Journalist and writing teacher William Zinsser says in his book, On Writing Well: “I’m occasionally asked if I can recall a moment when I knew I wanted to be a writer. No such blinding flash occurred. I only knew that I thought I would like to work for a newspaper.”
Zinsser, who was born on this day 92 years ago, on October 7, 1922, got his wish. He worked for the newspaper of his dreams – the New York Herald Tribune – before teaching writing at Yale, at the New School and the Columbia University Graduate School of Journalism. His book, On Writing Well, is a classic guide for non-fiction writing. First published in 1976, it’s still relevant today. [click to continue…]
Do you remember when the Straits Times ceased to be free online? Almost 10 years ago. Now almost every major newspaper charges for access, but the Straits Times was one of the first. Putting up paywalls when I could surf almost every site for free – on a computer which still sits on a desk at home, idle, unattended.
A post from the blog, mrbrown
[click to continue…]
Oh to be like Roy Peter Clark!
He has made his mark.
Paid to read and write,
he is highly erudite.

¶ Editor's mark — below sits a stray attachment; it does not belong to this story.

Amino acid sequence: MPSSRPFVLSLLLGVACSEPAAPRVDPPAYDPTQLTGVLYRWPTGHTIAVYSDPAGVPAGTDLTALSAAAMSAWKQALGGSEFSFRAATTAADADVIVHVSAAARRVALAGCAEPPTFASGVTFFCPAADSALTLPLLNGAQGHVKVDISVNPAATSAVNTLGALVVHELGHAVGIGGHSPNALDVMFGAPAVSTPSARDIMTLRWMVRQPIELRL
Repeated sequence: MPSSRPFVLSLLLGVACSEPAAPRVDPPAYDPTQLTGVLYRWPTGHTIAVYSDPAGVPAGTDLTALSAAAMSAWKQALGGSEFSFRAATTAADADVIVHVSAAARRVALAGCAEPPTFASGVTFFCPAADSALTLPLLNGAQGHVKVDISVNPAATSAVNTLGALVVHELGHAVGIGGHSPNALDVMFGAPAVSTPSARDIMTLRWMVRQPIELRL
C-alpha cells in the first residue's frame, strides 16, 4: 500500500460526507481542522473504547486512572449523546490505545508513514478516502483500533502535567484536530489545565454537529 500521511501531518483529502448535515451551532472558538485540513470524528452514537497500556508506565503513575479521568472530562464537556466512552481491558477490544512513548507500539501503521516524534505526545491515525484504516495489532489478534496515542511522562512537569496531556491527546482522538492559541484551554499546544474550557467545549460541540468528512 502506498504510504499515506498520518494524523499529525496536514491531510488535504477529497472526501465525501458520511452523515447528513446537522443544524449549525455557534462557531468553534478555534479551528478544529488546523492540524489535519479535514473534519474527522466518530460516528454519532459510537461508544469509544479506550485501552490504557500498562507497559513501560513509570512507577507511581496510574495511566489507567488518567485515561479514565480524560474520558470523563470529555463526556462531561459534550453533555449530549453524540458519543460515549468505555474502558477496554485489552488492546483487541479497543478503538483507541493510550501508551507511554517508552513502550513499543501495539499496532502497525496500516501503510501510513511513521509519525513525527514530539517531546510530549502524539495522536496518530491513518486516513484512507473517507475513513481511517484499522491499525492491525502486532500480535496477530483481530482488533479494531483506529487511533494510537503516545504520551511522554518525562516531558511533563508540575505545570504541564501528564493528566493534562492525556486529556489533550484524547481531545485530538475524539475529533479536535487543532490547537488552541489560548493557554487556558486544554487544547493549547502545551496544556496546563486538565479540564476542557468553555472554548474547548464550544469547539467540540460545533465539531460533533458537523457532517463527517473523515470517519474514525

Called “America’s writing coach”,
he’s known for his approach
to teaching newsmen and -women
how to avoid verbal mayhem,
how to read and write
with brilliant insight.
[click to continue…]
The Straits Times coverage of social media on Saturday ignored a fundamental difference between Facebook and Twitter. Twitter you can use, like Google, to search for information. Facebook, not quite.
Let me give an example. Jeremy Au Yong, the Straits Times US Bureau chief, wrote about a police officer gunning down 19-year-old Michael Brown in Ferguson, Missouri, which triggered an avalanche of tweets but hardly seemed to register on Facebook. I could still find some of the old tweets yesterday, almost a month after the incident, using the hashtag #Ferguson. Here are a couple of tweets posted the day after the shooting on August 9. [click to continue…]
Bloomberg’s reporters are not allowed to start a sentence with a “but”.
“Clauses that start with although, but, despite or however often confuse more than clarify, because the words connect dissimilar ideas in a single sentence,” writes Bloomberg’s editor-in-chief Matthew Winkler in his style book, The Bloomberg Way.
Instead, his solution is to break up the sentences into shorter ones, reports Business Insider.
But, according to Steven Pinker…
But there’s nothing wrong in beginning a sentence with a “but”. So says Steven Pinker, the eminent psychologist and one of the foremost writers on language. [click to continue…]